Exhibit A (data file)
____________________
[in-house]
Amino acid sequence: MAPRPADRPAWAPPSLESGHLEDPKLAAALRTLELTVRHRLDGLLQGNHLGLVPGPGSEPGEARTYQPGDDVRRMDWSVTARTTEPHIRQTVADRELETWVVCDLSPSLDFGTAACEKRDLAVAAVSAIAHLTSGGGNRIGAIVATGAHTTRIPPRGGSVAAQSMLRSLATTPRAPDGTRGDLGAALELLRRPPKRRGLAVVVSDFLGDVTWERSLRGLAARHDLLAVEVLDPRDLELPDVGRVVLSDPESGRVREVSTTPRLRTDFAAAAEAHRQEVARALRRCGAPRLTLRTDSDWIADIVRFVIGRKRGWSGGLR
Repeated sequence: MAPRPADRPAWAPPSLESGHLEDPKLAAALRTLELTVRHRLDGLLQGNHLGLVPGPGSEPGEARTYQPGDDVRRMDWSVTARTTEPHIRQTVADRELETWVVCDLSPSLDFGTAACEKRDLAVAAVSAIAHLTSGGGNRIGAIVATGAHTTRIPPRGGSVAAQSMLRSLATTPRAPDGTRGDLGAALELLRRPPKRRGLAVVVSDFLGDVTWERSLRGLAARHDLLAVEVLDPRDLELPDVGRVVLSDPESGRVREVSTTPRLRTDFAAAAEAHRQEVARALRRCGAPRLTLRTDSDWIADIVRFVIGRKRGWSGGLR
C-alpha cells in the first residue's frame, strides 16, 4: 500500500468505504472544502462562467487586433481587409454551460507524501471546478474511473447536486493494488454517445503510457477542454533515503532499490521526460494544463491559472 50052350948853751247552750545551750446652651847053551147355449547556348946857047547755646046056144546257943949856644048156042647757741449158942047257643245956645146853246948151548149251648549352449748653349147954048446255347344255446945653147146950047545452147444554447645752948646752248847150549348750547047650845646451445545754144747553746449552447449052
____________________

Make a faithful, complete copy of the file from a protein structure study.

[in-house]
Amino acid sequence: MAPRPADRPAWAPPSLESGHLEDPKLAAALRTLELTVRHRLDGLLQGNHLGLVPGPGSEPGEARTYQPGDDVRRMDWSVTARTTEPHIRQTVADRELETWVVCDLSPSLDFGTAACEKRDLAVAAVSAIAHLTSGGGNRIGAIVATGAHTTRIPPRGGSVAAQSMLRSLATTPRAPDGTRGDLGAALELLRRPPKRRGLAVVVSDFLGDVTWERSLRGLAARHDLLAVEVLDPRDLELPDVGRVVLSDPESGRVREVSTTPRLRTDFAAAAEAHRQEVARALRRCGAPRLTLRTDSDWIADIVRFVIGRKRGWSGGLR
Repeated sequence: MAPRPADRPAWAPPSLESGHLEDPKLAAALRTLELTVRHRLDGLLQGNHLGLVPGPGSEPGEARTYQPGDDVRRMDWSVTARTTEPHIRQTVADRELETWVVCDLSPSLDFGTAACEKRDLAVAAVSAIAHLTSGGGNRIGAIVATGAHTTRIPPRGGSVAAQSMLRSLATTPRAPDGTRGDLGAALELLRRPPKRRGLAVVVSDFLGDVTWERSLRGLAARHDLLAVEVLDPRDLELPDVGRVVLSDPESGRVREVSTTPRLRTDFAAAAEAHRQEVARALRRCGAPRLTLRTDSDWIADIVRFVIGRKRGWSGGLR
C-alpha cells in the first residue's frame, strides 16, 4: 500500500468505504472544502462562467487586433481587409454551460507524501471546478474511473447536486493494488454517445503510457477542454533515503532499490521526460494544463491559472 50052350948853751247552750545551750446652651847053551147355449547556348946857047547755646046056144546257943949856644048156042647757741449158942047257643245956645146853246948151548149251648549352449748653349147954048446255347344255446945653147146950047545452147444554447645752948646752248847150549348750547047650845646451445545754144747553746449552447449052